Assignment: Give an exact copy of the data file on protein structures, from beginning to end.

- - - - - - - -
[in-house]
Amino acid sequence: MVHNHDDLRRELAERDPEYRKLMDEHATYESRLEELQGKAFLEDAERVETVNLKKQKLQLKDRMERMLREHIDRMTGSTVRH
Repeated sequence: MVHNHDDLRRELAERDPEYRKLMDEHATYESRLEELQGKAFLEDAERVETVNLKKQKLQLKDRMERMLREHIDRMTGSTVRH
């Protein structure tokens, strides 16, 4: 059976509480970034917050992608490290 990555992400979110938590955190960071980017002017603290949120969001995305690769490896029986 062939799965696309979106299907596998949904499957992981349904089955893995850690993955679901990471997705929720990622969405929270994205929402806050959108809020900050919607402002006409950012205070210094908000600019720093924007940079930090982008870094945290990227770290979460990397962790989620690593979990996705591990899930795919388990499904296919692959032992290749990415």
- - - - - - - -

[in-house]
Amino acid sequence: MVHNHDDLRRELAERDPEYRKLMDEHATYESRLEELQGKAFLEDAERVETVNLKKQKLQLKDRMERMLREHIDRMTGSTVRH
Repeated sequence: MVHNHDDLRRELAERDPEYRKLMDEHATYESRLEELQGKAFLEDAERVETVNLKKQKLQLKDRMERMLREHIDRMTGSTVRH
């Protein structure tokens, strides 16, 4: 059976509480970034917050992608490290 990555992400979110938590955190960071980017002017603290949120969001995305690769490896029986 062939799965696309979106299907596998949904499957992981349904089955893995850690993955679901990471997705929720990622969405929270994205929402806050959108809020900050919607402002006409950012205070210094908000600019720093924007940079930090982008870094945290990227770290979460990397962790989620690593979990996705591990899930795919388990499904296919692959032992290749990415």